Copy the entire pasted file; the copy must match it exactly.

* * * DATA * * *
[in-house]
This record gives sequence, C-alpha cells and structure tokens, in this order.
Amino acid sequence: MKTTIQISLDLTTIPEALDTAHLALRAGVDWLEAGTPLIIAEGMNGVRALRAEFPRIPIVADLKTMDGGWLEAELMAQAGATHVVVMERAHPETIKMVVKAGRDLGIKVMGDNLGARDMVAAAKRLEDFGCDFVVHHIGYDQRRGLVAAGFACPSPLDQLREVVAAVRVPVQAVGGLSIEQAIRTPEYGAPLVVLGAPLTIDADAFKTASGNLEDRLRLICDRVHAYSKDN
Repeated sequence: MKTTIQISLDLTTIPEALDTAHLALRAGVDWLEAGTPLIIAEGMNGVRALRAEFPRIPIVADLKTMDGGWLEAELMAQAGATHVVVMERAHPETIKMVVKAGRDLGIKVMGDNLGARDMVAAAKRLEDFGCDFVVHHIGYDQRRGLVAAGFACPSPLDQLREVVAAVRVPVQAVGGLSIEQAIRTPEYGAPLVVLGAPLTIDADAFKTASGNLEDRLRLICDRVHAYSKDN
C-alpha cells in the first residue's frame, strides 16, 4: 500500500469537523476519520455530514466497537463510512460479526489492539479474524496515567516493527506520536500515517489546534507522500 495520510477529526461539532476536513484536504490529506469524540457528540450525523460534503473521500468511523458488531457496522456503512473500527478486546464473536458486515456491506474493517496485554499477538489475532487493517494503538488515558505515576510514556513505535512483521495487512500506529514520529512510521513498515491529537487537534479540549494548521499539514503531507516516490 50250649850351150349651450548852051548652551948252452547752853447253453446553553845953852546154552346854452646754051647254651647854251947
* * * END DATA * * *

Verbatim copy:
[in-house]
This record gives sequence, C-alpha cells and structure tokens, in this order.
Amino acid sequence: MKTTIQISLDLTTIPEALDTAHLALRAGVDWLEAGTPLIIAEGMNGVRALRAEFPRIPIVADLKTMDGGWLEAELMAQAGATHVVVMERAHPETIKMVVKAGRDLGIKVMGDNLGARDMVAAAKRLEDFGCDFVVHHIGYDQRRGLVAAGFACPSPLDQLREVVAAVRVPVQAVGGLSIEQAIRTPEYGAPLVVLGAPLTIDADAFKTASGNLEDRLRLICDRVHAYSKDN
Repeated sequence: MKTTIQISLDLTTIPEALDTAHLALRAGVDWLEAGTPLIIAEGMNGVRALRAEFPRIPIVADLKTMDGGWLEAELMAQAGATHVVVMERAHPETIKMVVKAGRDLGIKVMGDNLGARDMVAAAKRLEDFGCDFVVHHIGYDQRRGLVAAGFACPSPLDQLREVVAAVRVPVQAVGGLSIEQAIRTPEYGAPLVVLGAPLTIDADAFKTASGNLEDRLRLICDRVHAYSKDN
C-alpha cells in the first residue's frame, strides 16, 4: 500500500469537523476519520455530514466497537463510512460479526489492539479474524496515567516493527506520536500515517489546534507522500 495520510477529526461539532476536513484536504490529506469524540457528540450525523460534503473521500468511523458488531457496522456503512473500527478486546464473536458486515456491506474493517496485554499477538489475532487493517494503538488515558505515576510514556513505535512483521495487512500506529514520529512510521513498515491529537487537534479540549494548521499539514503531507516516490 50250649850351150349651450548852051548652551948252452547752853447253453446553553845953852546154552346854452646754051647254651647854251947